There are large numbers of people who work at home as writers, consultants, Marketeers, IT, sales, translators etc. but there is also a big demand for part time jobs that can be done at home without needing such specialised skills and knowledge.
These can include work such as article writing, cold calling, proof-reading, Internet research, customer service, data entry, social media, search engine optimisation and thousands of other opportunities.
Figures suggest that 95% of emails offering work from home are scams, so you need to be careful and check up as much as possible before signing up to any such offer.
Company data breaches can cause a lot of damage – financial and otherwise to customers and to the reputation of the business. Some companies never recover from a large scale data breach, so it is vitally important to protect your business against the possibility.
Data breaches happen through targeted attacks, theft, or even by accident.
Typically, a hacker gains access to an organisation’s private network and then can steal information on staff, customers and suppliers or research in progress, product data etc.
These attacks can be quick or take a lot of preparation and may take months or even longer to detect or in some cases are never detected.
How to Protect Against Data Breaches
Take all cyber security steps necessary – preferably with a qualified expert in charge
Insist on strong passwords across the organisation as weak passwords are the easiest way for hackers to gain entry to the systems.
Staff training. All staff who use the computers need to know how to recognise phishing attempts by email and by phone.
Robust security procedures can reduce the likelihood of human error or oversight.
Up to date security systems and updates – unpatched software leaves an open door to hackers.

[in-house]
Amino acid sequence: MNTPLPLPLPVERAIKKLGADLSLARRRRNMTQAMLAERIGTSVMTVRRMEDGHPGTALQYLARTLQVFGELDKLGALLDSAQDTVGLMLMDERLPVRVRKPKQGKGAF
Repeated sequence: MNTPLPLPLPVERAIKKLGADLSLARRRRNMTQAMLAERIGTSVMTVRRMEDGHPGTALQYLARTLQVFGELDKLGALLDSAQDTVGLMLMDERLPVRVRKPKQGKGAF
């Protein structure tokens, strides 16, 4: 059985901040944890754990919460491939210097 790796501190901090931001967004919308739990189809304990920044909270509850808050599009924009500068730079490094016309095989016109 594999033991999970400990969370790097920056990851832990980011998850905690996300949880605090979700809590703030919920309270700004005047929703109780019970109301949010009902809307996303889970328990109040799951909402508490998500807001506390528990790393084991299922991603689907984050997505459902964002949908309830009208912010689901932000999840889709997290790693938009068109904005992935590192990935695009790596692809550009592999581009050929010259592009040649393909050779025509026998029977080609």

Hackers sometimes gain access to larger company systems by first targeting smaller companies that are supplier to the larger company. Take precautions.
Frequent reviews of all security processes and systems is essential as new flaws turn up every day.
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Music Magpie (www.musicmagpie.co.uk) is for selling off old stuff – particularly CDs, DVDs, computer games, books and a growing range of other items.
Music Magpie say they are the quick and easy way to declutter and get cash for your stuff, which is why millions of people use them every year to sell their CDs, DVDs, Games, Books, Blu-Rays & Tech. They have paid over £350 million to more than 6 million customers.
It is quite simple to sell to Music Magpie – you select the item you want to sell from drop down lists and they give you an approximate valuation.
If you agree with that value, then you send them the item and get the money.
However, the problem in these types of transactions is that the offered price may turn into a much reduced price once they receive the item and revalue it and that will cause issues with the seller.
As long as the company offer fair prices then most sellers should be happy, but many people think Music Magpie been offering unreasonably high prices, knowing that almost all items that are sent in, are then down marked in price and it’s difficult for the sender to say no at that point.
There are numerous reviews of Music Magpie on Trustpilot and it seems there are more complaints than there should be.
e.g. 1 Got an email statement to say magpie was giving me £6.50. Right. No wrong. The original statement was £8.90. Another complaint. Sent email to magpie. Np response as yet. Absolutely terrible service.
Terrible. Daughter’s iPod was valued at £40; when I send to Music Magpie I received a revised valuation of £4 as a “technician” had diagnosed a non-functioning lcd. I asked for it to be returned and sure enough everything functions perfectly fine.
I purchased an iPhone from Music Magpie around 9-months ago. It then suddenly stopped working around 3-months ago. I sent it to be repaired immediately – hoping for a quick fix. 3-months later and many “standardised” emails probably sent via robots. I am still without a working phone. In fact they even suggested sending it back to me still broken as they were unable to fix it but didn’t want to replace or refund the phone. I’ve never received worse after-care from any retailer in my life. I will never use this company again because of their inability to honor their warranty. I suggest you do not get bought in because of the low prices, and shop with a legitimate retailer instead.
Be careful if you buy from or sell to Music Magpie.
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“Why you should put garlic in your ear before going to sleep” is a ridiculous headline heralding a ridiculous email message about lost health remedies.